“There is nobody here that has defended her,” Wecht said, noting that even conservative radio talk show hosts have called for her dismissal. But he notes that “the Republicans can’t remove her.”

That’s not saying they don’t want to; Wecht speculated that the local GOP sees her as an embarrassment. In fact, BuzzFlash noted the conservative Pittsburgh Tribune-Review also sided with Wecht, who is famous for his ardently Democratic views:

A third odd element is the recent treatment of the Wecht/Buchanan case by the Pittsburgh Tribune-Review, owned by conservative publisher Richard Mellon Scaife, well-known backer of the American Spectator and the Arkansas Project, which were responsible for years of attacks against Bill Clinton — including allegations that the Clintons were somehow culpable in Vince Foster’s death, a case Wecht had weighed in on as a forensic pathologist, as it happens. Surprisingly, the Tribune-Review reporters have been very kind to Wecht. Here’s an Op-Ed comment from Sunday: “Any sour-grapes comments by the prosecution to the contrary, Wecht remains clothed in absolute innocence. There is no other conclusion, no matter how it is spun. It is the American system — the best system.”

But getting rid of Buchanan won’t be easy, no matter how many people oppose her continued employment. She’s refused to even offer her resignation, a common practice for U.S. attorneys across the nation at the end of a presidential term (92 of her colleagues did so once Obama was elected). And with the widespread politicization of the hiring and firing of U.S. attorneys in the Bush Administration, there’s good reason for Holder to be wary of the signals he sends in his human resources decisions. The irony in Holder taking such care to avoid any taint of the rampant politicization of the previous administration’s Justice Department is not lost on Wecht.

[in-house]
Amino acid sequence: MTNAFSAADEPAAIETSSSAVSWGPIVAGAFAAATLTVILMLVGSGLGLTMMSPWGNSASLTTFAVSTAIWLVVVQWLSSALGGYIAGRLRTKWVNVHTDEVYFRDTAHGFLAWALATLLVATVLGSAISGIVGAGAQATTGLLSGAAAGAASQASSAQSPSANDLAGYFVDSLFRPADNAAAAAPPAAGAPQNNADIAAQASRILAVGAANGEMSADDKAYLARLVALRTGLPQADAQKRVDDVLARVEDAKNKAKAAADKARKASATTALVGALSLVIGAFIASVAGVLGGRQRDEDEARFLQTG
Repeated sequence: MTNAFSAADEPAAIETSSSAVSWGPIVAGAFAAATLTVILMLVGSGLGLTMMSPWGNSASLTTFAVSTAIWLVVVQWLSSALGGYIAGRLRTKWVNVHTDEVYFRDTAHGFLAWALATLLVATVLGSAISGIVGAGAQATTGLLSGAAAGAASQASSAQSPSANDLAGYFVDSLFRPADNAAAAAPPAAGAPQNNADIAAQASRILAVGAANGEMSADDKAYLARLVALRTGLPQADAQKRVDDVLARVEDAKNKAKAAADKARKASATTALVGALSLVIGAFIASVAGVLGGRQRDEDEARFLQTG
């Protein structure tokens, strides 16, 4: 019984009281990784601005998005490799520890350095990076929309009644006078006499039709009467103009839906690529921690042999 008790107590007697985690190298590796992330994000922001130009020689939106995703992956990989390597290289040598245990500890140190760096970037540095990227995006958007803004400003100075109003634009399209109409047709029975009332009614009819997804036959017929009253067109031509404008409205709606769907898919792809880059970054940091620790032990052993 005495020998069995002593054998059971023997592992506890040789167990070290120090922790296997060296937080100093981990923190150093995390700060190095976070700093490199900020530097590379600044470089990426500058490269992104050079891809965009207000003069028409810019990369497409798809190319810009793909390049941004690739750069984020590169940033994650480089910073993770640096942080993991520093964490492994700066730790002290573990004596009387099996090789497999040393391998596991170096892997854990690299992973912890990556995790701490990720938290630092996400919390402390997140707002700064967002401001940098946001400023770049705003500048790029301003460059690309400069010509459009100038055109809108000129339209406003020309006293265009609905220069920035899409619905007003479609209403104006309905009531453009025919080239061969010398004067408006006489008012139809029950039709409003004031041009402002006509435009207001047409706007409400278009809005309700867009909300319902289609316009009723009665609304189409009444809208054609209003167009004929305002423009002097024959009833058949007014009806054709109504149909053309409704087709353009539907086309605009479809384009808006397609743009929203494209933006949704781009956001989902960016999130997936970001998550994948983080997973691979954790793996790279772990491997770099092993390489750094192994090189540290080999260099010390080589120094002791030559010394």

“They don’t want to be seen as playing politics. How do you like that?” he laughed.

More broadly though, now is a time in the Obama Administration that is rife with partisan bickering, and the president surely has no desire to give more party-line ammunition to the GOP. So how could he even begin the process of dismissing U.S. attorneys without ruffling some already upset feathers? Wecht has what he calls, if you don’t mind, a “brilliant idea.” Replace the nine U.S. attorneys who took over for those fired in the 2006 attorney scandal with a slate of Republicans.

“You’d still have 84 more to give to Democrats,” Wecht said.

While the Association of Assistant U.S. Attorneys reportedly petitioned the Justice Department’s transition team to avoid an en masse replacement of U.S. attorneys, in the first eight months of this administration only around a half dozen have been replaced.

Wecht wonders why Buchanan wasn’t first on the list. After all, his case is just a tiny piece of the U.S. attorney for the Western District of Pennsylvania’s history of misconduct, making her continued employment even more bewildering.

Her blatant witch hunt against entertainer Tommy Chong gained her plenty of negative press, but she’s initiated several other controversial cases and has almost entirely avoided prosecuting anyone who is a conservative, even when high-profile Republicans within her jurisdiction were being investigated on the national level.

Buchanan also laid the groundwork, as the director of the Executive Office for U.S. Attorneys, for the politically-motivated hiring and firing of U.S. attorneys nationwide. She was allegedly consulted as to which attorneys should be fired on political grounds, and hired Monica Goodling, who admitted to improperly using ideological elements in the hiring process at the Justice Department.

Putting partisanship aside, Buchanan is also a dangerous foe to civil liberties, angling at getting access to historical phone records and technology that uses suspects’ cell phones to target their whereabouts, despite precedent that suggests this is unconstitutional.

It’s clear that Buchanan’s position is about more than just western Pennsylvania. As Wecht pointed out, the Supreme Court may be the face of the judicial system in this country, but “federal criminal justice begins at the local level with U.S. attorneys.”

Of course, Buchanan is going to try to raise partisan hell if Holder attempts to remove her. But if we can all keep in mind that this is supposed to be about justice and not politics, her kicking and screaming will be nothing but a fitting cherry to top off her childishly ignominious career.


The image featured here is borrowed from the blog Hysterical Raisins (a clever parody on the Neve Campbell movie I Really Hate My Job) and apparently copyrighted by “Nonnie.”

Originally published at BuzzFlash.com.